As I reread this 1993 novel by Ernest J. Gaines, I kept thinking, “Who is teaching who what lesson?”
Jefferson, a young, black man in a Louisiana Cajun community in the late 1940’s, is falsely convicted of participating in a pre-meditated crime resulting in murder and is sentenced to death. The defense had argued he was too stupid and sub-human to carry out such a crime. “Why I would just as soon put a hog in the electric chair as this,” was the last statement in the defense attorney’s closing argument.
Jefferson’s grandmother knows there is no justice to be found for him in the white-dominated, racist criminal justice system; she just wants him to die with dignity.
She and her friend turn to the friend’s nephew, Grant, the educated local school teacher, asking him to visit Jefferson in jail and restore his sense of self-worth after his humiliating victimization and his equally humiliating defense in that public courtroom. Grant is reluctant to agree. He will have to humble himself before the white officials of the town to get permission to visit Jefferson, and he has no idea what he can say or do to build Jefferson’s self-esteem on death row.
Grant bows to the pressure of the older women, however, and takes up the task. He finds Jefferson in a depressed state; not only is he facing an early death, he cannot get that image of himself as a “hog” out of his head. Grant has no lesson plan and despairs of getting through to Jefferson, but at the urging of his aunt and her friend, the grandmother, he continues to visit and try to talk to him.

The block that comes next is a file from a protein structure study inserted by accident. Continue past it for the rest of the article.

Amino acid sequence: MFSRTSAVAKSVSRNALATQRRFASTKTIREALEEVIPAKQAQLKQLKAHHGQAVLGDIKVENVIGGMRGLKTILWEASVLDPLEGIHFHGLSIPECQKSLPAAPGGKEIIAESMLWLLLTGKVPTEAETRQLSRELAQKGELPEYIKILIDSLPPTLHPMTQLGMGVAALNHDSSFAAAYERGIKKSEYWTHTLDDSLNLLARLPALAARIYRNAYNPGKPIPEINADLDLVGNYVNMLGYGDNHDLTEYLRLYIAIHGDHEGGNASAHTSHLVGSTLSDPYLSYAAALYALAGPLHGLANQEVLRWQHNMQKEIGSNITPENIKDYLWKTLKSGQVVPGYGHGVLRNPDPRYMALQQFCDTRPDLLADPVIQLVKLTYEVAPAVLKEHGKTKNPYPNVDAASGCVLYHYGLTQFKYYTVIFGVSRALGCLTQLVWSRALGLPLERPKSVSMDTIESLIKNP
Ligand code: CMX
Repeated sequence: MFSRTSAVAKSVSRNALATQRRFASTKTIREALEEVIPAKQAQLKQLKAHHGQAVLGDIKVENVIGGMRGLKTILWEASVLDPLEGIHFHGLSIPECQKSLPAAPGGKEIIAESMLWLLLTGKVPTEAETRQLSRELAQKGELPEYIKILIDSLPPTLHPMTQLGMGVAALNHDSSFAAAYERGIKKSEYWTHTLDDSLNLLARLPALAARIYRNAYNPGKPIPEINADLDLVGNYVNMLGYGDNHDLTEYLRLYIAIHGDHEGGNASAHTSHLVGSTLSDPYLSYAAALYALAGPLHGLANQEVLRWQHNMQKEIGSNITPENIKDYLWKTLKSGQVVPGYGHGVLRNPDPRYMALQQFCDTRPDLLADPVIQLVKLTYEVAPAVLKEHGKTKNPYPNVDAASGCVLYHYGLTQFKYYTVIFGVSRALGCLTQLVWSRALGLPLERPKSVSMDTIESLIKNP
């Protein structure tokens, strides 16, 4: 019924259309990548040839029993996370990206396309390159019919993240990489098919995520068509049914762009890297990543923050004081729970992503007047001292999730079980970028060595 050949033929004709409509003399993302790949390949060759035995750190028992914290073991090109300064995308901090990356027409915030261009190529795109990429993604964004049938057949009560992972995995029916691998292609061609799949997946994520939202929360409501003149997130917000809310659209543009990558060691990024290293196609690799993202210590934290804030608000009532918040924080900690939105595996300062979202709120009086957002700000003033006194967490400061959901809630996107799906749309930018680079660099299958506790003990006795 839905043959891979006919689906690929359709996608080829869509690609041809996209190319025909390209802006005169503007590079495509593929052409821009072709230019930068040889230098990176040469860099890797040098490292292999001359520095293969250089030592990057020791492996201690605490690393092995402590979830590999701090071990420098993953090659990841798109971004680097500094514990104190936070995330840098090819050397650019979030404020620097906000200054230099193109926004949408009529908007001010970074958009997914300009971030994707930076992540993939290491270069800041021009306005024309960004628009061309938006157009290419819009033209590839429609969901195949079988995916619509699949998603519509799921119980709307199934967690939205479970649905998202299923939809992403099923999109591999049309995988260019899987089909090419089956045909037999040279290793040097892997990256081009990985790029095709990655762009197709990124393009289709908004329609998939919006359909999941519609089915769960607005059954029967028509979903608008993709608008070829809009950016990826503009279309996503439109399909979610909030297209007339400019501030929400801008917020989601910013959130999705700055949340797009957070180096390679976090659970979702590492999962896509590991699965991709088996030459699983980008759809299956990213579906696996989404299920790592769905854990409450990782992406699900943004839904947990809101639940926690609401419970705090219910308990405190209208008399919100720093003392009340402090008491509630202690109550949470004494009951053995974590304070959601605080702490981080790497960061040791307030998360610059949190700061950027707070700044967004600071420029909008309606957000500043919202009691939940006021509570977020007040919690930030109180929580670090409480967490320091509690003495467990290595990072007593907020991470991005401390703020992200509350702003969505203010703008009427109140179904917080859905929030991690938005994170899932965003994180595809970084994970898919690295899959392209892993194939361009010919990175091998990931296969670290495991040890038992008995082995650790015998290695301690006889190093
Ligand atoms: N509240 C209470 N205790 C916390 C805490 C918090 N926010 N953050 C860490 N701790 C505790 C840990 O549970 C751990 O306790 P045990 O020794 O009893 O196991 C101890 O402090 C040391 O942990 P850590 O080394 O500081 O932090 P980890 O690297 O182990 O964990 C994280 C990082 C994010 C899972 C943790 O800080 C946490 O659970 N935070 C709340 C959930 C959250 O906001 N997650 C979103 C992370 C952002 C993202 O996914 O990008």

Grant, himself, we might say today, has a bad attitude. He is sometimes disrespectful and even contemptuous of his elders, including the local minister. He wishes he could escape the small town and its traditional environment, hates his teaching job, and resists almost every effort to participate as a full member of his community. It doesn’t help that he has rejected the Christian religion that his family and neighbors live by. He refuses to lie to Jefferson about salvation and life after death, though he does dutifully preside over the school Christmas program.
Grant’s inner conflict is represented by the fact that his secular schoolroom is housed in the church. And the theme of religion vs. secularism runs through the entire novel. How will a secular atheist fulfill the wishes of his Christian aunt and her Christian friend, as well as their minister, to rebuild Jefferson’s self-image as a child of God, worthy of salvation and immortal life in heaven? And is it Grant who will teach Jefferson the lesson of self-worth or is it the community that will teach Grant the lesson of social obligation and self-redemption?
In the end it is both.
Instead of using religion to persuade Jefferson that he is better than a “hog,” Grant uses history, the whole history of slavery and racial oppression under white supremacy. Jefferson can use his execution and the manner in which he faces it to transcend that history and demonstrate to whites and blacks alike the full humanity, worth, and equality of the black man. In effect Grant builds Jefferson’s self-esteem by reminding him of his duty to his race, his family, his community, and by persuading him that he has the capacity, not only to be a hero to his people, but also to prove their human dignity to their white oppressors.
By rising to the challenge of his community, especially of the women in his community, and by learning to empathize with them, as well as with Jefferson, Grant learns the value of social relationships. When he teaches Jefferson that in the historical context of racial oppression his life and death have significance and meaning, Grant shows that he has learned the lesson of social obligation, that he is a member of a community as well as an individual in his own right. And when he refuses to take credit for Jefferson’s “transformation,” when he admits the minister and Jefferson are braver men than he is, Grant shows that he has learned the lesson of humility.